IMF chief Lagarde speaks while inside the Jack Morton Auditorium at George Washington University in Washington on Oct.3, 2013. Reuters

Christine Lagarde, managing director of the International Monetary Fund, or IMF, warned on Thursday that the global economy could face serious damage if the United States failed to act swiftly to resolve the political deadlock in Washington, and to launch measures to raise the government’s borrowing limit to avoid defaulting on its debt.

The U.S. is expected to hit its $16.7 trillion debt ceiling on Oct. 17, after which the Treasury Department will no longer be able to borrow money to spend. Although, the Treasury could pay some bills using daily tax revenues, it is hard to predict exactly how much money will be incoming each day and how much money will be needed to meet its expenses -- a scenario that makes a default in payments highly likely.

“The government shutdown is bad enough, but failure to raise the debt ceiling would be far worse, and could very seriously damage not only the U.S. economy, but the entire global economy,” Lagarde said, according to a transcript of her speech at George Washington University. “So it is mission-critical that this be resolved as soon as possible.”

“The U.S. needs to do more to make debt sustainable down the road—by containing the growth of entitlement spending and raising revenues,” Lagarde said.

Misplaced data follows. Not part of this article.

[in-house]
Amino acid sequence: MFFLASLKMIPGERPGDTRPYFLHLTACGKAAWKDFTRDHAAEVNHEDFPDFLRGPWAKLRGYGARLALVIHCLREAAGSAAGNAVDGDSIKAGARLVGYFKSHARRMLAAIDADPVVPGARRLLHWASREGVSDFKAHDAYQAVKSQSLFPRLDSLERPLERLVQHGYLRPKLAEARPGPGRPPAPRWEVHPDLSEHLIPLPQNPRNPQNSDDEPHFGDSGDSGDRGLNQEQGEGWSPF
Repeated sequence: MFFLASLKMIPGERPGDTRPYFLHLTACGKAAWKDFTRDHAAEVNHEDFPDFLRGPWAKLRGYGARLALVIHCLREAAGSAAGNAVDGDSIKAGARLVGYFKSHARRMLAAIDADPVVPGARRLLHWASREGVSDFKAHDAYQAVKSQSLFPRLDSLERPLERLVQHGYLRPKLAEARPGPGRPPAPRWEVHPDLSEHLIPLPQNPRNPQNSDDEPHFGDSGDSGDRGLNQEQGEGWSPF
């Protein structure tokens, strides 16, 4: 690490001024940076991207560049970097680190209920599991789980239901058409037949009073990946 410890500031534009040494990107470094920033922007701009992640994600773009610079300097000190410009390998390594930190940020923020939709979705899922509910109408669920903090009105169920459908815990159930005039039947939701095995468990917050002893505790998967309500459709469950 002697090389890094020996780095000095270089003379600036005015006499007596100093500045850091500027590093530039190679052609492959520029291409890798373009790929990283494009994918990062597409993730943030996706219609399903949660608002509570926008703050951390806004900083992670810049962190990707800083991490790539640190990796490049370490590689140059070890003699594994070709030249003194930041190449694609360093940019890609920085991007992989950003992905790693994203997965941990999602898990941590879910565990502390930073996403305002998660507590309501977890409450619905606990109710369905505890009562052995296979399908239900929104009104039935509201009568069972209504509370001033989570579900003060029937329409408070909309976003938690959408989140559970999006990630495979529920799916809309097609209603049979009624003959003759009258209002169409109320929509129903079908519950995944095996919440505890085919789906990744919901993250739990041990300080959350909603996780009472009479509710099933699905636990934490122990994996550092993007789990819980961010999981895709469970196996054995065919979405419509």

Mapping a scenario predicting the Treasury’s cash inflows and outflows if U.S. lawmakers fail to raise the debt limit, Reuters reported that the Treasury would be left with $30 billion by Oct. 17, and by Oct.30, the government will be $7 billion short of meeting its daily expenses, leading to a default for the the first time in the nation's history.

The most recent debt-ceiling impasse was in 2011, and although lawmakers reached an agreement before the government defaulted on payments, the crisis led to a downgrade of U.S. credit rating, and hurt stock markets the most since the 2008 financial crisis.

“A default would be unprecedented and has the potential to be catastrophic: credit markets could freeze, the value of the dollar could plummet, U.S. interest rates could skyrocket, the negative spillovers could reverberate around the world, and there might be a financial crisis and recession that could echo the events of 2008 or worse,” the Treasury Department said in a report on Thursday. “Political brinksmanship that engenders even the prospect of a default can be disruptive to financial markets and American businesses and families.”